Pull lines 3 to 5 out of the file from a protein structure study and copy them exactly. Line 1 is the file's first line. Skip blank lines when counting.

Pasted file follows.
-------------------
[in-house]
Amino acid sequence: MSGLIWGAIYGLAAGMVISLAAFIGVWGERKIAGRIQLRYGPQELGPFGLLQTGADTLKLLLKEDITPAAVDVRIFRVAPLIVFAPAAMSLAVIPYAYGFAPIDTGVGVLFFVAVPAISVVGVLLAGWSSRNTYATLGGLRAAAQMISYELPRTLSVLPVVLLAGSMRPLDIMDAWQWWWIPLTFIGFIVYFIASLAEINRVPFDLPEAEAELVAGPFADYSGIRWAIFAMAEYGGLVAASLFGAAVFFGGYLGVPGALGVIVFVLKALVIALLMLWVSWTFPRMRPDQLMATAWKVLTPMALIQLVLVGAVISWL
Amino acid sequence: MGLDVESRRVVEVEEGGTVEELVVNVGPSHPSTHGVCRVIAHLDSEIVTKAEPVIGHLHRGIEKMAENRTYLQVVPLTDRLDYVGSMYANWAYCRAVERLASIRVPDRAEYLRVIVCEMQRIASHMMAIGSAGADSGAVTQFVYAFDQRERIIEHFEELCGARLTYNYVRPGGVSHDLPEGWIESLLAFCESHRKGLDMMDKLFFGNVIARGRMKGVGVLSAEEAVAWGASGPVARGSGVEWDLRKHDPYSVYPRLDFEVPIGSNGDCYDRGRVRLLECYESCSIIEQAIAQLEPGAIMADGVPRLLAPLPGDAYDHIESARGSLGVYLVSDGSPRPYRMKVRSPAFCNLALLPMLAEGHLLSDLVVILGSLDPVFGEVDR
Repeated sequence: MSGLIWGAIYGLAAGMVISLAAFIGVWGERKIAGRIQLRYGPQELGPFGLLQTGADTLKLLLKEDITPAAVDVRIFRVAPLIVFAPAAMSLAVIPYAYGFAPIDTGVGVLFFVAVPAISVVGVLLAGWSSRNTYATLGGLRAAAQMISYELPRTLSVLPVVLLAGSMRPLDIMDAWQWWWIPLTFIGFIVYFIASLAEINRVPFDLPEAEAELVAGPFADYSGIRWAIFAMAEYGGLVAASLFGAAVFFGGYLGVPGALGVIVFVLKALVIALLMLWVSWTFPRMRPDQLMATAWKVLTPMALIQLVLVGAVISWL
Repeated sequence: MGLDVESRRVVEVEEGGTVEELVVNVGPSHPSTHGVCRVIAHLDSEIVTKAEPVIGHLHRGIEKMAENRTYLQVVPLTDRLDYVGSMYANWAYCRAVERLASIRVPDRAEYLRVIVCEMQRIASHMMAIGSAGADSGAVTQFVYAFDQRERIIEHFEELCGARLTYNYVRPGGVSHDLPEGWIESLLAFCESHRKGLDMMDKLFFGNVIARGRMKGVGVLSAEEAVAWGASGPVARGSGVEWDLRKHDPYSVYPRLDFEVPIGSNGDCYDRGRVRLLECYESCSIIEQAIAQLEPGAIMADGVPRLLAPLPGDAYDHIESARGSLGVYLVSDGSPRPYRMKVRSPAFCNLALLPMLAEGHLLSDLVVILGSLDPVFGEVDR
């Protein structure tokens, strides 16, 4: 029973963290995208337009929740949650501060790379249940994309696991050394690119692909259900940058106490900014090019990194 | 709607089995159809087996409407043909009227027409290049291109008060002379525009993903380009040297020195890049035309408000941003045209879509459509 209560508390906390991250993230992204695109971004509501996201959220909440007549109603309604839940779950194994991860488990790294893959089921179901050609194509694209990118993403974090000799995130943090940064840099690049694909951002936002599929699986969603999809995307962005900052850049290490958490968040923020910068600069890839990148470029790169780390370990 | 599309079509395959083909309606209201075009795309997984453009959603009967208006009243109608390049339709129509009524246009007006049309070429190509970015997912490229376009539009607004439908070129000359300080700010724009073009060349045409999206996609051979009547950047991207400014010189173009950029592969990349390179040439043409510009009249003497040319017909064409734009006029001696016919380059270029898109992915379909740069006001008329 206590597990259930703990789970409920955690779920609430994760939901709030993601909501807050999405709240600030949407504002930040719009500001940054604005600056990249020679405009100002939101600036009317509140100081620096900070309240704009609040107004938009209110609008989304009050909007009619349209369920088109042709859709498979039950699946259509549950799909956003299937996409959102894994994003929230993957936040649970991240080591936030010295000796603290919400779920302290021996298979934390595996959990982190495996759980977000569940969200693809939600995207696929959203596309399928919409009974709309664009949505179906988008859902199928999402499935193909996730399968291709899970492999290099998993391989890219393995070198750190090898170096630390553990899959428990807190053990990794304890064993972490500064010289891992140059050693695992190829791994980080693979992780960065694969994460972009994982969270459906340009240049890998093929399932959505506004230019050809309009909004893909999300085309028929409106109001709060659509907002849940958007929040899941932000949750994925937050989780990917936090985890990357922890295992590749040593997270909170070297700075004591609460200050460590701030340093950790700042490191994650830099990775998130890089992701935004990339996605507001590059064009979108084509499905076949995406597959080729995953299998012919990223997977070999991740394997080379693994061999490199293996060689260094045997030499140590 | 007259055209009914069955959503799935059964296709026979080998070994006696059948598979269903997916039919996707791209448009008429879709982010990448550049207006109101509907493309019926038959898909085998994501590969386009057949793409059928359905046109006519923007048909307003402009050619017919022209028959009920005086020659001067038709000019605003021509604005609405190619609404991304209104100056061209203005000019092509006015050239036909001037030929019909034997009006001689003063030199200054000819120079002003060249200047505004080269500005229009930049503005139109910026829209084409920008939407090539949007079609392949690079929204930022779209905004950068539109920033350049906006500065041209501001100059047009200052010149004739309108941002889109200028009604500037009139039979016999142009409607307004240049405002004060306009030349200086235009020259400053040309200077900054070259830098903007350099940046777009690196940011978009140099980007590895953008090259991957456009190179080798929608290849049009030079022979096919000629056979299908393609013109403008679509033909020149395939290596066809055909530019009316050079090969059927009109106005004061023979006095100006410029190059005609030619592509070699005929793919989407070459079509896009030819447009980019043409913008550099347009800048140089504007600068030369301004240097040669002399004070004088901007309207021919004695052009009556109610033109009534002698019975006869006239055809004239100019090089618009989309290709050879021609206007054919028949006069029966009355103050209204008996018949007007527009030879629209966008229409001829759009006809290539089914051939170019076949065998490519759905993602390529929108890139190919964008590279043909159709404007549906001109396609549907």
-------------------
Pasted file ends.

Amino acid sequence: MGLDVESRRVVEVEEGGTVEELVVNVGPSHPSTHGVCRVIAHLDSEIVTKAEPVIGHLHRGIEKMAENRTYLQVVPLTDRLDYVGSMYANWAYCRAVERLASIRVPDRAEYLRVIVCEMQRIASHMMAIGSAGADSGAVTQFVYAFDQRERIIEHFEELCGARLTYNYVRPGGVSHDLPEGWIESLLAFCESHRKGLDMMDKLFFGNVIARGRMKGVGVLSAEEAVAWGASGPVARGSGVEWDLRKHDPYSVYPRLDFEVPIGSNGDCYDRGRVRLLECYESCSIIEQAIAQLEPGAIMADGVPRLLAPLPGDAYDHIESARGSLGVYLVSDGSPRPYRMKVRSPAFCNLALLPMLAEGHLLSDLVVILGSLDPVFGEVDR
Repeated sequence: MSGLIWGAIYGLAAGMVISLAAFIGVWGERKIAGRIQLRYGPQELGPFGLLQTGADTLKLLLKEDITPAAVDVRIFRVAPLIVFAPAAMSLAVIPYAYGFAPIDTGVGVLFFVAVPAISVVGVLLAGWSSRNTYATLGGLRAAAQMISYELPRTLSVLPVVLLAGSMRPLDIMDAWQWWWIPLTFIGFIVYFIASLAEINRVPFDLPEAEAELVAGPFADYSGIRWAIFAMAEYGGLVAASLFGAAVFFGGYLGVPGALGVIVFVLKALVIALLMLWVSWTFPRMRPDQLMATAWKVLTPMALIQLVLVGAVISWL
Repeated sequence: MGLDVESRRVVEVEEGGTVEELVVNVGPSHPSTHGVCRVIAHLDSEIVTKAEPVIGHLHRGIEKMAENRTYLQVVPLTDRLDYVGSMYANWAYCRAVERLASIRVPDRAEYLRVIVCEMQRIASHMMAIGSAGADSGAVTQFVYAFDQRERIIEHFEELCGARLTYNYVRPGGVSHDLPEGWIESLLAFCESHRKGLDMMDKLFFGNVIARGRMKGVGVLSAEEAVAWGASGPVARGSGVEWDLRKHDPYSVYPRLDFEVPIGSNGDCYDRGRVRLLECYESCSIIEQAIAQLEPGAIMADGVPRLLAPLPGDAYDHIESARGSLGVYLVSDGSPRPYRMKVRSPAFCNLALLPMLAEGHLLSDLVVILGSLDPVFGEVDR